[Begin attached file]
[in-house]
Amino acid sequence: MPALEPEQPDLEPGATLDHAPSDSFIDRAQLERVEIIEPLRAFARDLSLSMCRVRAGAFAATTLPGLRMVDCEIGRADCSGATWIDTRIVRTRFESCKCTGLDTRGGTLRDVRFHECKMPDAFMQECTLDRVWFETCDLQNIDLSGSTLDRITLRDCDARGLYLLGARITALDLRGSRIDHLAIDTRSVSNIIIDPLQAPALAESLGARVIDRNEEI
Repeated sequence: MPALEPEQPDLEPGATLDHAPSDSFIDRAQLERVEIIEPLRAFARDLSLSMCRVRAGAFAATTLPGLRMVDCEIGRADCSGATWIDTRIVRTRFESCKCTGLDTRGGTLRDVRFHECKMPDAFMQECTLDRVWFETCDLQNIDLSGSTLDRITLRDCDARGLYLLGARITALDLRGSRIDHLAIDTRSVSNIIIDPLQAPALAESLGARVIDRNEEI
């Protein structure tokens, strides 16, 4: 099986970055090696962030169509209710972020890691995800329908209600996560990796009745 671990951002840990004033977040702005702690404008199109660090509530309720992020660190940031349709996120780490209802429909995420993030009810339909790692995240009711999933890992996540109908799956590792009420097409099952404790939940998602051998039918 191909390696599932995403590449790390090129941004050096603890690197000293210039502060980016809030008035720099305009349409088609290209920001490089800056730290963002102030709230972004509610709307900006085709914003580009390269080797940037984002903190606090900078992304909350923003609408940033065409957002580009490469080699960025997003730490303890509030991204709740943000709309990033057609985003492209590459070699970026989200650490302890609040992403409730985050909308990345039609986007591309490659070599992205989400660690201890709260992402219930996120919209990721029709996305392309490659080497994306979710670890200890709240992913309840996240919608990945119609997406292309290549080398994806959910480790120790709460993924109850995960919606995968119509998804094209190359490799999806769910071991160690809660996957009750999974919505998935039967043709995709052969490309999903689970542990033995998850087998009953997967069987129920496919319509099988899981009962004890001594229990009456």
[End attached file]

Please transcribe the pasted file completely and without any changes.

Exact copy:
[in-house]
Amino acid sequence: MPALEPEQPDLEPGATLDHAPSDSFIDRAQLERVEIIEPLRAFARDLSLSMCRVRAGAFAATTLPGLRMVDCEIGRADCSGATWIDTRIVRTRFESCKCTGLDTRGGTLRDVRFHECKMPDAFMQECTLDRVWFETCDLQNIDLSGSTLDRITLRDCDARGLYLLGARITALDLRGSRIDHLAIDTRSVSNIIIDPLQAPALAESLGARVIDRNEEI
Repeated sequence: MPALEPEQPDLEPGATLDHAPSDSFIDRAQLERVEIIEPLRAFARDLSLSMCRVRAGAFAATTLPGLRMVDCEIGRADCSGATWIDTRIVRTRFESCKCTGLDTRGGTLRDVRFHECKMPDAFMQECTLDRVWFETCDLQNIDLSGSTLDRITLRDCDARGLYLLGARITALDLRGSRIDHLAIDTRSVSNIIIDPLQAPALAESLGARVIDRNEEI
């Protein structure tokens, strides 16, 4: 099986970055090696962030169509209710972020890691995800329908209600996560990796009745 671990951002840990004033977040702005702690404008199109660090509530309720992020660190940031349709996120780490209802429909995420993030009810339909790692995240009711999933890992996540109908799956590792009420097409099952404790939940998602051998039918 191909390696599932995403590449790390090129941004050096603890690197000293210039502060980016809030008035720099305009349409088609290209920001490089800056730290963002102030709230972004509610709307900006085709914003580009390269080797940037984002903190606090900078992304909350923003609408940033065409957002580009490469080699960025997003730490303890509030991204709740943000709309990033057609985003492209590459070699970026989200650490302890609040992403409730985050909308990345039609986007591309490659070599992205989400660690201890709260992402219930996120919209990721029709996305392309490659080497994306979710670890200890709240992913309840996240919608990945119609997406292309290549080398994806959910480790120790709460993924109850995960919606995968119509998804094209190359490799999806769910071991160690809660996957009750999974919505998935039967043709995709052969490309999903689970542990033995998850087998009953997967069987129920496919319509099988899981009962004890001594229990009456």